On Sun, Jun 19, 2005 at 02:49:57AM -0400, Nathan J. Williams wrote:
> Greywolf <greywolf@xxxxxxxxxxxx> writes:
> > Could you please enlighten me, at least, as to where the standard defines
> > that a library call can be overridden on a whim by the compiler, much less
> > without explicit request by the programmer?
> A library call is defined to have a particular effect.
I think this statement hits on a big part of the problem. Ever since March
21, 1993, NetBSD's printf() has done the (null) substitution; it was part
of the 4.4BSD libc. This behavior also never made it into the man pages.
The fact that our printf(3) did the NULL -> "(null)" transformation for
ten years certainly got noticed and became an expected behavior. In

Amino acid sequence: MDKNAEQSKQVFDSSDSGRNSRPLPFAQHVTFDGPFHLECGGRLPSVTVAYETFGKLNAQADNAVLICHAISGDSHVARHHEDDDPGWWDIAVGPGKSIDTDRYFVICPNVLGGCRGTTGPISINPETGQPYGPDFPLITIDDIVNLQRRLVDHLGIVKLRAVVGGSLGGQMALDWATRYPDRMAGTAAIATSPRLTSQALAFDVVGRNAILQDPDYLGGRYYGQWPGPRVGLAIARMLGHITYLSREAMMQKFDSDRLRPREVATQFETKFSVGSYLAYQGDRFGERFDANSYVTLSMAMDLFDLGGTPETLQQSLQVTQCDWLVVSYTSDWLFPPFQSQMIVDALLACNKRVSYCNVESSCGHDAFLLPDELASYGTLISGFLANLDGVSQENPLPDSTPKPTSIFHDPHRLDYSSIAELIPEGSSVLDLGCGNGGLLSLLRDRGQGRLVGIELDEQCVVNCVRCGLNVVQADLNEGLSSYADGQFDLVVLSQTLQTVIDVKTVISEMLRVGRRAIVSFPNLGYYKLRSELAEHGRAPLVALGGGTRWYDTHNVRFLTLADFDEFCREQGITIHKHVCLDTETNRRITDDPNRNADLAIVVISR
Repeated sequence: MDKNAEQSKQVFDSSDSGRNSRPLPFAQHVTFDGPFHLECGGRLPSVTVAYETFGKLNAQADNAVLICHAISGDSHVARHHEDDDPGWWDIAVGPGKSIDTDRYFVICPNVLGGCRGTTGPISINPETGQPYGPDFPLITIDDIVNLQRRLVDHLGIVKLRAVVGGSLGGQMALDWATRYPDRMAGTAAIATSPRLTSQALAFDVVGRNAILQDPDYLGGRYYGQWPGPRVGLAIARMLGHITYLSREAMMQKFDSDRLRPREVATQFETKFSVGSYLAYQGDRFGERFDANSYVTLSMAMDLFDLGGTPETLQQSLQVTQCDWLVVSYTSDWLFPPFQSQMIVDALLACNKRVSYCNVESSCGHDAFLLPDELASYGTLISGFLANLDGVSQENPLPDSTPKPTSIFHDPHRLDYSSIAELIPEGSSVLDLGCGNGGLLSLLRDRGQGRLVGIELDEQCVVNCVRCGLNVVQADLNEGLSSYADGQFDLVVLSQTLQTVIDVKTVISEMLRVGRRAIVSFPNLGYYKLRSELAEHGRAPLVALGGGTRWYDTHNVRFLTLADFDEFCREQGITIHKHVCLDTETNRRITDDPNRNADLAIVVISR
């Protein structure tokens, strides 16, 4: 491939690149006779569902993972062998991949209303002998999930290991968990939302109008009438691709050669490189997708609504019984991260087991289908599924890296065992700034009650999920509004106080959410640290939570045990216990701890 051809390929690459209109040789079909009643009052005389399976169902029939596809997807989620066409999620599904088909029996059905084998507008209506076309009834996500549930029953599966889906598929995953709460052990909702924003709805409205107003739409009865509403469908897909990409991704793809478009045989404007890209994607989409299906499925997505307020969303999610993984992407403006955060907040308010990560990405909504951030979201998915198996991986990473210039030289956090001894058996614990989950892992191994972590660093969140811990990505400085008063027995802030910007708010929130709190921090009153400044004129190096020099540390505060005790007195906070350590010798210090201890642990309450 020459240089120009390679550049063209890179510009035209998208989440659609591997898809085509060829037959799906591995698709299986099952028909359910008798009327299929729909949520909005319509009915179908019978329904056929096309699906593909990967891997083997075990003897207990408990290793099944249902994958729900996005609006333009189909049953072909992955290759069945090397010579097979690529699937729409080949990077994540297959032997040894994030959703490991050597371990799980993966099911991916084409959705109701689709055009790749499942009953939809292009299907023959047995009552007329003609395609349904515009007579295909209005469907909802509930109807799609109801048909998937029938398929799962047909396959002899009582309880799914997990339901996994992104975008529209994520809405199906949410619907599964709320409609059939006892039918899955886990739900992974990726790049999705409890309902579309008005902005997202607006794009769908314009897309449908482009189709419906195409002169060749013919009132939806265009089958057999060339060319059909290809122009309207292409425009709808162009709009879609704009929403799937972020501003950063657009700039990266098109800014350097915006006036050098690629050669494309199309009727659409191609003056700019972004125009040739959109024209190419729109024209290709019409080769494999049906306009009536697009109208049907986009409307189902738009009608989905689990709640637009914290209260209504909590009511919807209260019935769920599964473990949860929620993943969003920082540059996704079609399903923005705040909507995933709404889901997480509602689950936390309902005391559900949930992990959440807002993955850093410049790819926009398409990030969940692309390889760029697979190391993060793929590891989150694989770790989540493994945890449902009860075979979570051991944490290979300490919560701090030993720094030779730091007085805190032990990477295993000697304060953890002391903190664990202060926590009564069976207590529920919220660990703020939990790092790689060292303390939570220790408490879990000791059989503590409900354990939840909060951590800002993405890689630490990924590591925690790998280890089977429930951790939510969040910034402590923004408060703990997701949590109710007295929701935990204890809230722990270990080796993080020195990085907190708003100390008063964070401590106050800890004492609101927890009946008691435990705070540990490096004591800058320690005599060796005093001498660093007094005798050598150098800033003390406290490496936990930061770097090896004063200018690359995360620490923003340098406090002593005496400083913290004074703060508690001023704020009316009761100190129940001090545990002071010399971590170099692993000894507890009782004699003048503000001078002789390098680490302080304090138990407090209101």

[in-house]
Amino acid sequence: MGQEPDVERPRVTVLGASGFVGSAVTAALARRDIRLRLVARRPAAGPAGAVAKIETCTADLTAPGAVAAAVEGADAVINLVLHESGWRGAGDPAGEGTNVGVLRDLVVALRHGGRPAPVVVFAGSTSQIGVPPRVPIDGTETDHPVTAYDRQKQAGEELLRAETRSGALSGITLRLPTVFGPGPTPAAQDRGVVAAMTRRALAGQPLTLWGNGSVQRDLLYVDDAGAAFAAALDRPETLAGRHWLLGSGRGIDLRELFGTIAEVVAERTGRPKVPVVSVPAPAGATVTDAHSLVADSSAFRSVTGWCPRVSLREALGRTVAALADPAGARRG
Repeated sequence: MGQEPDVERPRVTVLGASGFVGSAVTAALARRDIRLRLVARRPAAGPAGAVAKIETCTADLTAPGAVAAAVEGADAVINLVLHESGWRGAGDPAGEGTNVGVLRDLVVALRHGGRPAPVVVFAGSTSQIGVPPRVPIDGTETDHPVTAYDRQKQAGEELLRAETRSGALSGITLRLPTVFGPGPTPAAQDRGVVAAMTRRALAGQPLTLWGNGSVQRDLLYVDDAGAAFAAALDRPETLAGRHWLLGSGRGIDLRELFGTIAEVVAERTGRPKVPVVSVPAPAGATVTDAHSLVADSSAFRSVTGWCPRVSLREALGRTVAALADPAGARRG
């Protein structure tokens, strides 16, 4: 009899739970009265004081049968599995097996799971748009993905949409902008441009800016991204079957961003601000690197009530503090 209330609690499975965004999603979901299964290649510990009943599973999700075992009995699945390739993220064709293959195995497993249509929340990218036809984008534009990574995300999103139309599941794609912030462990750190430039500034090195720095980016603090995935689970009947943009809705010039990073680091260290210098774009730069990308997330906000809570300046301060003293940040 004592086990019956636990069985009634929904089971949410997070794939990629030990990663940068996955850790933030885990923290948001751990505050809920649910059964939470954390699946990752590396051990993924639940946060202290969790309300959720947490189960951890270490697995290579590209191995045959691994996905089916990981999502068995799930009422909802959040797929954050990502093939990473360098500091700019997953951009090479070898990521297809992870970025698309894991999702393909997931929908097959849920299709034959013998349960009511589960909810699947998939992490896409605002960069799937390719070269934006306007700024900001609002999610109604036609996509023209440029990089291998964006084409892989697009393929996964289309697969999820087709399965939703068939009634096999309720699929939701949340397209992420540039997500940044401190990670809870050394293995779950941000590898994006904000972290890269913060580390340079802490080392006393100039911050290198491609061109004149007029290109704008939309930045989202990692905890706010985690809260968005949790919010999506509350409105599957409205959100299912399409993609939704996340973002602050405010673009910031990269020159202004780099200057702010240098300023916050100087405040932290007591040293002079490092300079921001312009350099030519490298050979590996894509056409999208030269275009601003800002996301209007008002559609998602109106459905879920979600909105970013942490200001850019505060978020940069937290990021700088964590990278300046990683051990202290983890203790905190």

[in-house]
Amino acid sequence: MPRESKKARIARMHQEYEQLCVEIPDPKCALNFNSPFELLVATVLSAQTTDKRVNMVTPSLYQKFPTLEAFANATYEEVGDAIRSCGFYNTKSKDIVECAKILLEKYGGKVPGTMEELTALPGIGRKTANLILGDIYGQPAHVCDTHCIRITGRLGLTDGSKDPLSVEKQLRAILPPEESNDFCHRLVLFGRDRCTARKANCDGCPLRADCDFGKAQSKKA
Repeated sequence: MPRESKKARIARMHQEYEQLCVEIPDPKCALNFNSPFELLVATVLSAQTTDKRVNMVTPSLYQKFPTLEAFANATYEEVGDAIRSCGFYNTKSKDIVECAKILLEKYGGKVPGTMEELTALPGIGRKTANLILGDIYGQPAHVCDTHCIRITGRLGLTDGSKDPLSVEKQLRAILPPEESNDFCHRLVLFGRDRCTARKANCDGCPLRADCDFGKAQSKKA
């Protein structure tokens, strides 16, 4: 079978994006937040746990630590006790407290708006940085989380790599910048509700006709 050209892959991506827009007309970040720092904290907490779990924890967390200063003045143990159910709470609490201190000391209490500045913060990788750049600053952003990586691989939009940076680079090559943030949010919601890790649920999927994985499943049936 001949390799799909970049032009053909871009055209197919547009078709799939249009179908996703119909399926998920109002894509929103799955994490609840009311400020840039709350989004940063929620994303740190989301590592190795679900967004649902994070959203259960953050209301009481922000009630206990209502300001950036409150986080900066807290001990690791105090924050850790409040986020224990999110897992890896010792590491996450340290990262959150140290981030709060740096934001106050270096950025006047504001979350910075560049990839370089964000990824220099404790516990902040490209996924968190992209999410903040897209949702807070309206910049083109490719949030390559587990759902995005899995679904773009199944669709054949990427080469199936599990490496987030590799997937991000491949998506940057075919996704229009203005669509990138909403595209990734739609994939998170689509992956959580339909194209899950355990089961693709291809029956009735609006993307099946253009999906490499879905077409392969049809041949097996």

effect, it became defined (for *BSD) in common experience. I certainly
have come to expect it. ;-) I also think that it makes our code more
readable and ever so slightly smaller as we don't have to test for NULL
and then keep multiple copies of "(null)" around.
> Any code the compiler generates with this effect is valid.
The problem is, as in this case, when the library call is defined (either
expicitly or through past behavior) by the OS/library developer
differently from what the gcc developers thought it was defined to do.
Thus the change the compiler makes generates a different effect.
If we aren't running at some conformance level (-ansi, etc.), then who
fundamentally gets to decide? The compiler or the OS vendor?
I think the best thing for NetBSD to do now is to add the NULL -> "(null)"
transform to fputs() and pull the change into 3.X and 2.1. Then the
assumption gcc is making, that printf("%s\n", NULL) is the same as
puts(NULL), will be true.
A longer term fix would be to somehow express to gcc what assumptions are
appropriate when not in a set-standard (-ansi, C99, etc.) mode. But I
realize that may be a lot of work for little gain.